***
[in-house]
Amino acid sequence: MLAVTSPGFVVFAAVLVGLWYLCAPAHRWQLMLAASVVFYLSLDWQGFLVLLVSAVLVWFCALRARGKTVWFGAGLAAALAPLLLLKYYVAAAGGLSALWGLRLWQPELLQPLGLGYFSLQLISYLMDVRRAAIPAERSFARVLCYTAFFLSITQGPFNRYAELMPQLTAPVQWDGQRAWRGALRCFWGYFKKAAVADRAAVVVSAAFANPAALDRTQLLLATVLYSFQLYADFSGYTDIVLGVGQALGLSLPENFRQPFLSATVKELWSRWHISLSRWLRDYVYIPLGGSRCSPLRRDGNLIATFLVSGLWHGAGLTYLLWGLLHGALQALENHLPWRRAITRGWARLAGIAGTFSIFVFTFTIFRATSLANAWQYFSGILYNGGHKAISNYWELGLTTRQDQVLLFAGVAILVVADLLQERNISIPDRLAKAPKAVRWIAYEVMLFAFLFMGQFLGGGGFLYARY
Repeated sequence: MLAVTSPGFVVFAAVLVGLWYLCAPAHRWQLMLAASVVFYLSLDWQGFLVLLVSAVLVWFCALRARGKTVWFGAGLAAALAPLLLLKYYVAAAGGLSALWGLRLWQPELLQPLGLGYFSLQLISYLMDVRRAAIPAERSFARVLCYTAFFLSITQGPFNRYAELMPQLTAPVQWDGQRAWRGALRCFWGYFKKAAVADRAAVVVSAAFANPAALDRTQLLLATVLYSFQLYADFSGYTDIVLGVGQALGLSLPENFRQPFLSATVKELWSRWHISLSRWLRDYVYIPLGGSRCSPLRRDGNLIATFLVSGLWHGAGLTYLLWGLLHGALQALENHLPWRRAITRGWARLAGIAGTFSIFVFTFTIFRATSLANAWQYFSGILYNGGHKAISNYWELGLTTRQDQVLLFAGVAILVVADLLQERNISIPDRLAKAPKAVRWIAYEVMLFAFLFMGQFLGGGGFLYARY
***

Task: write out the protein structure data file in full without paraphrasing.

[in-house]
Amino acid sequence: MLAVTSPGFVVFAAVLVGLWYLCAPAHRWQLMLAASVVFYLSLDWQGFLVLLVSAVLVWFCALRARGKTVWFGAGLAAALAPLLLLKYYVAAAGGLSALWGLRLWQPELLQPLGLGYFSLQLISYLMDVRRAAIPAERSFARVLCYTAFFLSITQGPFNRYAELMPQLTAPVQWDGQRAWRGALRCFWGYFKKAAVADRAAVVVSAAFANPAALDRTQLLLATVLYSFQLYADFSGYTDIVLGVGQALGLSLPENFRQPFLSATVKELWSRWHISLSRWLRDYVYIPLGGSRCSPLRRDGNLIATFLVSGLWHGAGLTYLLWGLLHGALQALENHLPWRRAITRGWARLAGIAGTFSIFVFTFTIFRATSLANAWQYFSGILYNGGHKAISNYWELGLTTRQDQVLLFAGVAILVVADLLQERNISIPDRLAKAPKAVRWIAYEVMLFAFLFMGQFLGGGGFLYARY
Repeated sequence: MLAVTSPGFVVFAAVLVGLWYLCAPAHRWQLMLAASVVFYLSLDWQGFLVLLVSAVLVWFCALRARGKTVWFGAGLAAALAPLLLLKYYVAAAGGLSALWGLRLWQPELLQPLGLGYFSLQLISYLMDVRRAAIPAERSFARVLCYTAFFLSITQGPFNRYAELMPQLTAPVQWDGQRAWRGALRCFWGYFKKAAVADRAAVVVSAAFANPAALDRTQLLLATVLYSFQLYADFSGYTDIVLGVGQALGLSLPENFRQPFLSATVKELWSRWHISLSRWLRDYVYIPLGGSRCSPLRRDGNLIATFLVSGLWHGAGLTYLLWGLLHGALQALENHLPWRRAITRGWARLAGIAGTFSIFVFTFTIFRATSLANAWQYFSGILYNGGHKAISNYWELGLTTRQDQVLLFAGVAILVVADLLQERNISIPDRLAKAPKAVRWIAYEVMLFAFLFMGQFLGGGGFLYARY